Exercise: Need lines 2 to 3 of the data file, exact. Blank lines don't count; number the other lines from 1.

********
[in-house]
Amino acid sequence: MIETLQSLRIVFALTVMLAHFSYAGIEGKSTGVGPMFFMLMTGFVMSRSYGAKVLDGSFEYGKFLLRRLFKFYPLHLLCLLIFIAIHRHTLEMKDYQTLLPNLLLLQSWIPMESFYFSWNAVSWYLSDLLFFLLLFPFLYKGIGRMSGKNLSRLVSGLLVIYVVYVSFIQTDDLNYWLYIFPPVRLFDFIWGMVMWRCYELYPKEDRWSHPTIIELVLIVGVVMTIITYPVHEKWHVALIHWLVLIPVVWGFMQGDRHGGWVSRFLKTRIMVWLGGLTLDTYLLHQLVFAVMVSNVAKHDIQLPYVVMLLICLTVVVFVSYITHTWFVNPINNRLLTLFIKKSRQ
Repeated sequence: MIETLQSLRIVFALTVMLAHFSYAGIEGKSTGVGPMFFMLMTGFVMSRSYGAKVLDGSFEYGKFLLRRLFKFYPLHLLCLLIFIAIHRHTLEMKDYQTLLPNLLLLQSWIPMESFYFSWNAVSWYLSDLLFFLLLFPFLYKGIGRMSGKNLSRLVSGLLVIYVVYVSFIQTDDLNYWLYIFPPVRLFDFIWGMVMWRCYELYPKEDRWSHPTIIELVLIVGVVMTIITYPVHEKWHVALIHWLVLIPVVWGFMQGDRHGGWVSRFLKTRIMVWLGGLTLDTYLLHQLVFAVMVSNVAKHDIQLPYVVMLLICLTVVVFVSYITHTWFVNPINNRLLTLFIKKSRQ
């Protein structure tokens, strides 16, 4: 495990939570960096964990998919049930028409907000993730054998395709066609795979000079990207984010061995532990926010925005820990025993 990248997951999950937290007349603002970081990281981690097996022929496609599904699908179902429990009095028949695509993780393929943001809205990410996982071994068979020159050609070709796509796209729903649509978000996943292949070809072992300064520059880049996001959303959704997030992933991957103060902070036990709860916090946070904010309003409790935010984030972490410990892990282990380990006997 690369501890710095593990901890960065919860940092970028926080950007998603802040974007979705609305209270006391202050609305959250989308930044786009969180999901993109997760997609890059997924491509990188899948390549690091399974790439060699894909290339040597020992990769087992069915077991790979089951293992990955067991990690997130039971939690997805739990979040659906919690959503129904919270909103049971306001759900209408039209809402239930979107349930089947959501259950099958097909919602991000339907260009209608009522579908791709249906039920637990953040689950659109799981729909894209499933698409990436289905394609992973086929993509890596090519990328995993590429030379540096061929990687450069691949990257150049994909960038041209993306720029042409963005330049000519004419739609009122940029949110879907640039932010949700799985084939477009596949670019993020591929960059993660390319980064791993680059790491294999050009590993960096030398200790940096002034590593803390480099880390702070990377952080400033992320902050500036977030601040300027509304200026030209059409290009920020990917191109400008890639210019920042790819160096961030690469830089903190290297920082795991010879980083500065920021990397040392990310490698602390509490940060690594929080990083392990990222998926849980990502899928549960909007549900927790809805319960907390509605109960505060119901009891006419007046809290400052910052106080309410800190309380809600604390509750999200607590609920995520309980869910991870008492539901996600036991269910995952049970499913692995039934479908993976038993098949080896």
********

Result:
Amino acid sequence: MIETLQSLRIVFALTVMLAHFSYAGIEGKSTGVGPMFFMLMTGFVMSRSYGAKVLDGSFEYGKFLLRRLFKFYPLHLLCLLIFIAIHRHTLEMKDYQTLLPNLLLLQSWIPMESFYFSWNAVSWYLSDLLFFLLLFPFLYKGIGRMSGKNLSRLVSGLLVIYVVYVSFIQTDDLNYWLYIFPPVRLFDFIWGMVMWRCYELYPKEDRWSHPTIIELVLIVGVVMTIITYPVHEKWHVALIHWLVLIPVVWGFMQGDRHGGWVSRFLKTRIMVWLGGLTLDTYLLHQLVFAVMVSNVAKHDIQLPYVVMLLICLTVVVFVSYITHTWFVNPINNRLLTLFIKKSRQ
Repeated sequence: MIETLQSLRIVFALTVMLAHFSYAGIEGKSTGVGPMFFMLMTGFVMSRSYGAKVLDGSFEYGKFLLRRLFKFYPLHLLCLLIFIAIHRHTLEMKDYQTLLPNLLLLQSWIPMESFYFSWNAVSWYLSDLLFFLLLFPFLYKGIGRMSGKNLSRLVSGLLVIYVVYVSFIQTDDLNYWLYIFPPVRLFDFIWGMVMWRCYELYPKEDRWSHPTIIELVLIVGVVMTIITYPVHEKWHVALIHWLVLIPVVWGFMQGDRHGGWVSRFLKTRIMVWLGGLTLDTYLLHQLVFAVMVSNVAKHDIQLPYVVMLLICLTVVVFVSYITHTWFVNPINNRLLTLFIKKSRQ